For a reality check on Governor Rick Perry’s mission of minimalist government, I took a drive to Bastrop County the other day. Once rural, the county has burgeoned into an outlying Austin bedroom community, a patchwork of subdivisions plowed deep into pretty forests of loblolly pine. Formerly pretty, I should say. A summer of parching drought, the hottest and driest on record, turned those forests to tinder, and on Labor Day weekend high winds lashed a few stray sparks into the worst wildfires in Texas history. The inferno here raced across an area 20 by 30 miles, and left 1,500 families homeless.
The fires were finally tamed a couple of weeks ago, but the day I drove out from Austin for a look at the remains, a flare-up incinerated another 1,000 acres. A visibly weary road foreman for the county, Andy Baker, took me around some of the devastation.
“I still can’t believe it, and I’ve been dealing with it over a month,” he said as we wove through a development called Tahitian Village, along roads with names intended to convey a tropical paradise: Mauna Loa, Akaloa, Kipahulu. We passed house after house burnt down to stubble, thickets of blackened pine spindles, husks of incinerated cars and the occasional charred swing set or septic tank.
Here and there, a house had been spared, a dubious mercy: the good news is, you still have a house. The bad news is, it’s all by itself in a vast ashtray.
Shortly before my visit, President Obama, without naming Bastrop, singled it out as a symptom of the Republican Party’s continuing war on reality. “You’ve got a governor whose state is on fire denying climate change,” he told supporters at a fundraiser. The Perry campaign retorted that the president was playing politics with tragedy. But it’s hard to disentangle this tragedy from politics.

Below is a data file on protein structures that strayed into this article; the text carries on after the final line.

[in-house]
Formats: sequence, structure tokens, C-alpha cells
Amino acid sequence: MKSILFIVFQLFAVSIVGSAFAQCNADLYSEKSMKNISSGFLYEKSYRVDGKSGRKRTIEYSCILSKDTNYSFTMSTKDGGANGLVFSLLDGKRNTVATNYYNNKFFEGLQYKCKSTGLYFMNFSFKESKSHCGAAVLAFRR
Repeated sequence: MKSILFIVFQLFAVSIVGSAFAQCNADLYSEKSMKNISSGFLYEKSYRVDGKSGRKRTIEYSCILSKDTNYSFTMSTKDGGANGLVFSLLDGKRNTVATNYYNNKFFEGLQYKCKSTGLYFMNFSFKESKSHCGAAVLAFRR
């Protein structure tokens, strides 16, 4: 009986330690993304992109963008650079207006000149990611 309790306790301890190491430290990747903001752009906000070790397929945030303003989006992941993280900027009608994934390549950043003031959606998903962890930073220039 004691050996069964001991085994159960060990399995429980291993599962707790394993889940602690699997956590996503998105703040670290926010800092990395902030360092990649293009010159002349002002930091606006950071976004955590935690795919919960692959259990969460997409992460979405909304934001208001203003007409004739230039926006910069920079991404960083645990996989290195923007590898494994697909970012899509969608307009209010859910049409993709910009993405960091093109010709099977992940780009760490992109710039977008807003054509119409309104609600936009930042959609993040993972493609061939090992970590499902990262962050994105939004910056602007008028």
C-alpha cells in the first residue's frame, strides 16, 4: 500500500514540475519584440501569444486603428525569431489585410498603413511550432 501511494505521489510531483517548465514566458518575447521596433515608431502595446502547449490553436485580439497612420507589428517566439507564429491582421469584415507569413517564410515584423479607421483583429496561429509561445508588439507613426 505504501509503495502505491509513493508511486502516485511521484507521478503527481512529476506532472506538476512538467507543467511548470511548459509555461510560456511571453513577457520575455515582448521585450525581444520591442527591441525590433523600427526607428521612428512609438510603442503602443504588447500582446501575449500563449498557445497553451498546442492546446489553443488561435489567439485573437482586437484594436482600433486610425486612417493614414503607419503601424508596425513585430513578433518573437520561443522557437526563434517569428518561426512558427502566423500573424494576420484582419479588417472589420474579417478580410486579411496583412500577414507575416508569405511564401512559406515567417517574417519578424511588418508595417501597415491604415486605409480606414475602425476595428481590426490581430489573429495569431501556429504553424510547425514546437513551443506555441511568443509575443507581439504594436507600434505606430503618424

No climate scientist would claim a direct relationship between global warming and this or any other individual attack of extreme weather. But most would say confidently that the global trends tipped the odds towards disaster.
“We can’t say climate change is causing the extreme weather Texas is having right now,” Andrew Dessler, professor of atmospheric sciences at Perry’s alma mater, Texas A and M, told John Burnett of NPR. “On the other hand, we can say humans have increased the temperature of the base climate state pretty much everywhere. And what that means is it makes the heat more extreme and increases evaporation form the soil. We can be confident we’ve made this hellish summer worse than it would have been.”
The Texas State climatologist, John Nielsen-Gammon, another A and M professor who is effectively Perry’s adviser on such matters, has said much the same. Asked by a reporter whether he had made his views known to the governor, Nielsen-Gammon said he had never been asked.
Actually there is a more immediately consequential link between the hands-off state and the ruins in Bastrop County.
Everywhere Andy Baker took me, you saw the soot-blackened foundations nestled right up against the brush that turned to kindling – no buffer zones, none of what planners call “defensible space.” It turns out the Texas legislature has never given county governments any authority over land use. According to the National Association of Counties, it is one of only three states where counties don’t have zoning power.
“We can educate, and education needs to go on,” said Ronnie McDonald, the highest county executive. “But at the end of the day, it’s an individual choice.” With, needless to day, consequences for everyone else.
Andrew Revkin, a science reporter who writes our Dot Earth blog, calculated that the population of Bastrop County has quadrupled since 1970: “The question is, will the public recognize that losses from such fires are mostly not the consequence of bad luck or fate, but bad planning?”
“Planning,” of course, is an expletive in the libertarian-leaning politics of Texas.
Another is FEMA – the Federal Emergency Management Agency. In Perry’s campaign manifesto, Fed Up!, FEMA looms as a classic example of the slow-acting, heavy-handed Washington bureaucracy he hopes to dismantle as president.
Would you care to guess which agency arrived in Bastrop County, got temporary housing vouchers into the hands of the displaced families, and helped underwrite the cleanup of debris? You don’t hear a lot of FEMA-bashing in Bastrop County.
3:27 p.m. | Update
What’s it like being a scientist in the land of denial? My friend Glenn Frankel, director of the School of Journalism at University of Texas, Austin, sent along this interesting Q. & A. with Perry’s state climatologist.